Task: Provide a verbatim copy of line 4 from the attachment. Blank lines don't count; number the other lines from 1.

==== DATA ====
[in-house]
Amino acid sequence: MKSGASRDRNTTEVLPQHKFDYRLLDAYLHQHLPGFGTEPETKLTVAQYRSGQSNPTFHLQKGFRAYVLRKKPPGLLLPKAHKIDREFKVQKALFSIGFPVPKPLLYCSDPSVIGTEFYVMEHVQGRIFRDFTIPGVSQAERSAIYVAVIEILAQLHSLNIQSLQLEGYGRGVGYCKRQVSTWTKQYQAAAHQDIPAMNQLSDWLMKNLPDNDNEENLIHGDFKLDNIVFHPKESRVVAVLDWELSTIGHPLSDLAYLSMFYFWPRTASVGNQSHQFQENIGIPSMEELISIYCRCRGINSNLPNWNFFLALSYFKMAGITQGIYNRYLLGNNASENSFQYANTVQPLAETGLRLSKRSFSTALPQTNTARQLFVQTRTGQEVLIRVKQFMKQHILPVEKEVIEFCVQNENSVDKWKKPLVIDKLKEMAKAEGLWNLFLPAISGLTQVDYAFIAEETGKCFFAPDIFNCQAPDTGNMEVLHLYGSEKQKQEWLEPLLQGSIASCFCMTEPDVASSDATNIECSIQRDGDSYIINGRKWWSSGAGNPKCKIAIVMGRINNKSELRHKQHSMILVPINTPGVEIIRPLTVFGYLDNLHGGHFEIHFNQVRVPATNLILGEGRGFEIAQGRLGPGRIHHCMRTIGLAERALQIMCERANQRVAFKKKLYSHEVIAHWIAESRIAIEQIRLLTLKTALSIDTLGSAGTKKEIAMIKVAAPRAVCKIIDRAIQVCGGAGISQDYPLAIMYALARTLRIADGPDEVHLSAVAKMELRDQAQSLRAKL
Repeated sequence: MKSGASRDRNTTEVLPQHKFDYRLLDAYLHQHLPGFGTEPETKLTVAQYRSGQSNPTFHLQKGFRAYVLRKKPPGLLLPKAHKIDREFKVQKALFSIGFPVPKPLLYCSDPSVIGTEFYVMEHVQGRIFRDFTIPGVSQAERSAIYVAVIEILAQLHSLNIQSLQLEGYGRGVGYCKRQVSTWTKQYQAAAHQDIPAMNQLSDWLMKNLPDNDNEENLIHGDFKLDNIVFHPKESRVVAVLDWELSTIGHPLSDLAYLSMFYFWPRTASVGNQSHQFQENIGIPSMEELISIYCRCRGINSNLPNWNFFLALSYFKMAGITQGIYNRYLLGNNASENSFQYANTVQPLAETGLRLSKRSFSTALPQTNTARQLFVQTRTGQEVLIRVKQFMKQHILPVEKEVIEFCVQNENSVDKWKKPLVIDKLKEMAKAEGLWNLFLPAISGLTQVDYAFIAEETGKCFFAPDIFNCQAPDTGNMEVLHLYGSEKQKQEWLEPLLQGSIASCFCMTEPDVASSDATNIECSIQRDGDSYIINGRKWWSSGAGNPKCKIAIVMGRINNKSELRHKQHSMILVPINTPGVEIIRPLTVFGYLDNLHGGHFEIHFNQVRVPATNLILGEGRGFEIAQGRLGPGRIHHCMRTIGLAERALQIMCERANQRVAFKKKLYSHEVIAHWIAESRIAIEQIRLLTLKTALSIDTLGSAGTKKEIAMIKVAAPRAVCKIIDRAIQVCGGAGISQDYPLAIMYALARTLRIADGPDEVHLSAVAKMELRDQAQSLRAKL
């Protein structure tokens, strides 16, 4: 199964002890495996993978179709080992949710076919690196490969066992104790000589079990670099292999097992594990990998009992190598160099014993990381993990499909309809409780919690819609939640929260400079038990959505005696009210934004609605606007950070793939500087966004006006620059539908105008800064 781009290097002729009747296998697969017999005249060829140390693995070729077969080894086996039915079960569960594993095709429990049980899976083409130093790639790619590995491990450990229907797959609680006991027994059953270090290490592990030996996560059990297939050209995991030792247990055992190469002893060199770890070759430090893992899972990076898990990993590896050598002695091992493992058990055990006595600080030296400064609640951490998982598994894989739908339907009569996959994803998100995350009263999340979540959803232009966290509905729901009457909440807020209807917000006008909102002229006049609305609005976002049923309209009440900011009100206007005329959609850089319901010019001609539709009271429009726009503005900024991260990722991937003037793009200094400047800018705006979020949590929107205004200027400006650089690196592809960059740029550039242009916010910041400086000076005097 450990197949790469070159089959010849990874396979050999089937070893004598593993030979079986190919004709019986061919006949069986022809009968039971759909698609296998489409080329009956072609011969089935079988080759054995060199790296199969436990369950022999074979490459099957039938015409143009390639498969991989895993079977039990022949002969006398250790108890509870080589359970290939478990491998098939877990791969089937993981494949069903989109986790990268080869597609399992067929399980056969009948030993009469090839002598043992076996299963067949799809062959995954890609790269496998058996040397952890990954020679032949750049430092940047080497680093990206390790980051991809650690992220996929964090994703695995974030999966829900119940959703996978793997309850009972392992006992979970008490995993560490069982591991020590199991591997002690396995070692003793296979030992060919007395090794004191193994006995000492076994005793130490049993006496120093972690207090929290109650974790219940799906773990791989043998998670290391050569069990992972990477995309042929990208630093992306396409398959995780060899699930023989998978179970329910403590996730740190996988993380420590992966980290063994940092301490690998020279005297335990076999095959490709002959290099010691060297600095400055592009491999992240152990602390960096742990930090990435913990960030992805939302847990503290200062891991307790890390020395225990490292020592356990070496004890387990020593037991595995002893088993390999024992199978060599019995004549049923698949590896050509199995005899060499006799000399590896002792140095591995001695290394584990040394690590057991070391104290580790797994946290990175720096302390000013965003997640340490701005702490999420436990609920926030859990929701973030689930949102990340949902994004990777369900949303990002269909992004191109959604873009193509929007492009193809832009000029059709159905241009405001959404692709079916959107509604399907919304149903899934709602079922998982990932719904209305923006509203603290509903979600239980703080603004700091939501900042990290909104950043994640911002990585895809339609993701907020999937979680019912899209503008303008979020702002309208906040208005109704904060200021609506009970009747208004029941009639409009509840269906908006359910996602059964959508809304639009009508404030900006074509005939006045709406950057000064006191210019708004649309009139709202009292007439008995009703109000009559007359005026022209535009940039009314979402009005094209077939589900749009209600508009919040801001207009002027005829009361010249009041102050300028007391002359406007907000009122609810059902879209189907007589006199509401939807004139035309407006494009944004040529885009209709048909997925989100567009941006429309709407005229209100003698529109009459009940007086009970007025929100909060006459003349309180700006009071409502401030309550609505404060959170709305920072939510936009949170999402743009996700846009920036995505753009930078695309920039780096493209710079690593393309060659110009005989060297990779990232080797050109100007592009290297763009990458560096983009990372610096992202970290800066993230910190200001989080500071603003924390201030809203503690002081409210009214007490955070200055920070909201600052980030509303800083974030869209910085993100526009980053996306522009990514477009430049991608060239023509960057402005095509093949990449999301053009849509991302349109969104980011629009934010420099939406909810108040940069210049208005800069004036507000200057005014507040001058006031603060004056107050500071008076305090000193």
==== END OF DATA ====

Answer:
């Protein structure tokens, strides 16, 4: 199964002890495996993978179709080992949710076919690196490969066992104790000589079990670099292999097992594990990998009992190598160099014993990381993990499909309809409780919690819609939640929260400079038990959505005696009210934004609605606007950070793939500087966004006006620059539908105008800064 781009290097002729009747296998697969017999005249060829140390693995070729077969080894086996039915079960569960594993095709429990049980899976083409130093790639790619590995491990450990229907797959609680006991027994059953270090290490592990030996996560059990297939050209995991030792247990055992190469002893060199770890070759430090893992899972990076898990990993590896050598002695091992493992058990055990006595600080030296400064609640951490998982598994894989739908339907009569996959994803998100995350009263999340979540959803232009966290509905729901009457909440807020209807917000006008909102002229006049609305609005976002049923309209009440900011009100206007005329959609850089319901010019001609539709009271429009726009503005900024991260990722991937003037793009200094400047800018705006979020949590929107205004200027400006650089690196592809960059740029550039242009916010910041400086000076005097 450990197949790469070159089959010849990874396979050999089937070893004598593993030979079986190919004709019986061919006949069986022809009968039971759909698609296998489409080329009956072609011969089935079988080759054995060199790296199969436990369950022999074979490459099957039938015409143009390639498969991989895993079977039990022949002969006398250790108890509870080589359970290939478990491998098939877990791969089937993981494949069903989109986790990268080869597609399992067929399980056969009948030993009469090839002598043992076996299963067949799809062959995954890609790269496998058996040397952890990954020679032949750049430092940047080497680093990206390790980051991809650690992220996929964090994703695995974030999966829900119940959703996978793997309850009972392992006992979970008490995993560490069982591991020590199991591997002690396995070692003793296979030992060919007395090794004191193994006995000492076994005793130490049993006496120093972690207090929290109650974790219940799906773990791989043998998670290391050569069990992972990477995309042929990208630093992306396409398959995780060899699930023989998978179970329910403590996730740190996988993380420590992966980290063994940092301490690998020279005297335990076999095959490709002959290099010691060297600095400055592009491999992240152990602390960096742990930090990435913990960030992805939302847990503290200062891991307790890390020395225990490292020592356990070496004890387990020593037991595995002893088993390999024992199978060599019995004549049923698949590896050509199995005899060499006799000399590896002792140095591995001695290394584990040394690590057991070391104290580790797994946290990175720096302390000013965003997640340490701005702490999420436990609920926030859990929701973030689930949102990340949902994004990777369900949303990002269909992004191109959604873009193509929007492009193809832009000029059709159905241009405001959404692709079916959107509604399907919304149903899934709602079922998982990932719904209305923006509203603290509903979600239980703080603004700091939501900042990290909104950043994640911002990585895809339609993701907020999937979680019912899209503008303008979020702002309208906040208005109704904060200021609506009970009747208004029941009639409009509840269906908006359910996602059964959508809304639009009508404030900006074509005939006045709406950057000064006191210019708004649309009139709202009292007439008995009703109000009559007359005026022209535009940039009314979402009005094209077939589900749009209600508009919040801001207009002027005829009361010249009041102050300028007391002359406007907000009122609810059902879209189907007589006199509401939807004139035309407006494009944004040529885009209709048909997925989100567009941006429309709407005229209100003698529109009459009940007086009970007025929100909060006459003349309180700006009071409502401030309550609505404060959170709305920072939510936009949170999402743009996700846009920036995505753009930078695309920039780096493209710079690593393309060659110009005989060297990779990232080797050109100007592009290297763009990458560096983009990372610096992202970290800066993230910190200001989080500071603003924390201030809203503690002081409210009214007490955070200055920070909201600052980030509303800083974030869209910085993100526009980053996306522009990514477009430049991608060239023509960057402005095509093949990449999301053009849509991302349109969104980011629009934010420099939406909810108040940069210049208005800069004036507000200057005014507040001058006031603060004056107050500071008076305090000193």